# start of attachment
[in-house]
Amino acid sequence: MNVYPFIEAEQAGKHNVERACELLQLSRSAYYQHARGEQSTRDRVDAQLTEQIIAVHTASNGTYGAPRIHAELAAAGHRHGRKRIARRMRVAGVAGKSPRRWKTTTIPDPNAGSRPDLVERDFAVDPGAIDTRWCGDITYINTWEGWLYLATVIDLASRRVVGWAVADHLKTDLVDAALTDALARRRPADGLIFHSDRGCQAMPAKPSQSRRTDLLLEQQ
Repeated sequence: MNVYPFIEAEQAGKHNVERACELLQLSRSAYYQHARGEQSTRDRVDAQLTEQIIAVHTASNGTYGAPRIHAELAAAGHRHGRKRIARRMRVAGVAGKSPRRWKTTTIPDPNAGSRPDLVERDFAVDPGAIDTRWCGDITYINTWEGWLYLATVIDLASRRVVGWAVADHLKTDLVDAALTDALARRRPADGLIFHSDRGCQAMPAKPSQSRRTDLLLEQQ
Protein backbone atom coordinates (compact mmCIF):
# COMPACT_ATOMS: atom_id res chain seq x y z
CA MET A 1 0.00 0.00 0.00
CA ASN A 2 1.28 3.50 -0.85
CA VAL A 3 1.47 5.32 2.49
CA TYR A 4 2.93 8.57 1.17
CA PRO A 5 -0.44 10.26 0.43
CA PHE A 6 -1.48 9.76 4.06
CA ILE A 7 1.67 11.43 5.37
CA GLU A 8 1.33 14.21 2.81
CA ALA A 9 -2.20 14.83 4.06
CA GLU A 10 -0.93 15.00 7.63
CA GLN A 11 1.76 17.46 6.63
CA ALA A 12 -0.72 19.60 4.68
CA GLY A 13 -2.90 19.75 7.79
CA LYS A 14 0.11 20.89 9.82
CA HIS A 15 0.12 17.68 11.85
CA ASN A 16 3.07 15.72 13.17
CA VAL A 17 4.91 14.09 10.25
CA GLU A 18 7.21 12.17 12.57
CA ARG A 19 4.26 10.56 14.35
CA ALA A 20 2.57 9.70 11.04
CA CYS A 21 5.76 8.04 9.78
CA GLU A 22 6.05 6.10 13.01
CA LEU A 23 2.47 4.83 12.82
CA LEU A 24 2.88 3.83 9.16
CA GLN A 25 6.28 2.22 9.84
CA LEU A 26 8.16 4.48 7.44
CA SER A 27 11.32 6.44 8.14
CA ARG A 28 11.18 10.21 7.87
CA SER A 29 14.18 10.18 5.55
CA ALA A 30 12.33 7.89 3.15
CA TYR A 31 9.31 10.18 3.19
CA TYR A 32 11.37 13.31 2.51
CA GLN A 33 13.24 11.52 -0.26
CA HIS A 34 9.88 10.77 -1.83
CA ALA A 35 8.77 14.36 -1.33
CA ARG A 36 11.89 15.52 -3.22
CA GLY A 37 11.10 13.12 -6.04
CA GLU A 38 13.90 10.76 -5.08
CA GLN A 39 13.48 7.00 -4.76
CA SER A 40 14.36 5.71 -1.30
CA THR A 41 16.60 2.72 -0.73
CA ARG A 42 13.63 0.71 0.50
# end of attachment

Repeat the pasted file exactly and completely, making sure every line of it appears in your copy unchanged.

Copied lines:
[in-house]
Amino acid sequence: MNVYPFIEAEQAGKHNVERACELLQLSRSAYYQHARGEQSTRDRVDAQLTEQIIAVHTASNGTYGAPRIHAELAAAGHRHGRKRIARRMRVAGVAGKSPRRWKTTTIPDPNAGSRPDLVERDFAVDPGAIDTRWCGDITYINTWEGWLYLATVIDLASRRVVGWAVADHLKTDLVDAALTDALARRRPADGLIFHSDRGCQAMPAKPSQSRRTDLLLEQQ
Repeated sequence: MNVYPFIEAEQAGKHNVERACELLQLSRSAYYQHARGEQSTRDRVDAQLTEQIIAVHTASNGTYGAPRIHAELAAAGHRHGRKRIARRMRVAGVAGKSPRRWKTTTIPDPNAGSRPDLVERDFAVDPGAIDTRWCGDITYINTWEGWLYLATVIDLASRRVVGWAVADHLKTDLVDAALTDALARRRPADGLIFHSDRGCQAMPAKPSQSRRTDLLLEQQ
Protein backbone atom coordinates (compact mmCIF):
# COMPACT_ATOMS: atom_id res chain seq x y z
CA MET A 1 0.00 0.00 0.00
CA ASN A 2 1.28 3.50 -0.85
CA VAL A 3 1.47 5.32 2.49
CA TYR A 4 2.93 8.57 1.17
CA PRO A 5 -0.44 10.26 0.43
CA PHE A 6 -1.48 9.76 4.06
CA ILE A 7 1.67 11.43 5.37
CA GLU A 8 1.33 14.21 2.81
CA ALA A 9 -2.20 14.83 4.06
CA GLU A 10 -0.93 15.00 7.63
CA GLN A 11 1.76 17.46 6.63
CA ALA A 12 -0.72 19.60 4.68
CA GLY A 13 -2.90 19.75 7.79
CA LYS A 14 0.11 20.89 9.82
CA HIS A 15 0.12 17.68 11.85
CA ASN A 16 3.07 15.72 13.17
CA VAL A 17 4.91 14.09 10.25
CA GLU A 18 7.21 12.17 12.57
CA ARG A 19 4.26 10.56 14.35
CA ALA A 20 2.57 9.70 11.04
CA CYS A 21 5.76 8.04 9.78
CA GLU A 22 6.05 6.10 13.01
CA LEU A 23 2.47 4.83 12.82
CA LEU A 24 2.88 3.83 9.16
CA GLN A 25 6.28 2.22 9.84
CA LEU A 26 8.16 4.48 7.44
CA SER A 27 11.32 6.44 8.14
CA ARG A 28 11.18 10.21 7.87
CA SER A 29 14.18 10.18 5.55
CA ALA A 30 12.33 7.89 3.15
CA TYR A 31 9.31 10.18 3.19
CA TYR A 32 11.37 13.31 2.51
CA GLN A 33 13.24 11.52 -0.26
CA HIS A 34 9.88 10.77 -1.83
CA ALA A 35 8.77 14.36 -1.33
CA ARG A 36 11.89 15.52 -3.22
CA GLY A 37 11.10 13.12 -6.04
CA GLU A 38 13.90 10.76 -5.08
CA GLN A 39 13.48 7.00 -4.76
CA SER A 40 14.36 5.71 -1.30
CA THR A 41 16.60 2.72 -0.73
CA ARG A 42 13.63 0.71 0.50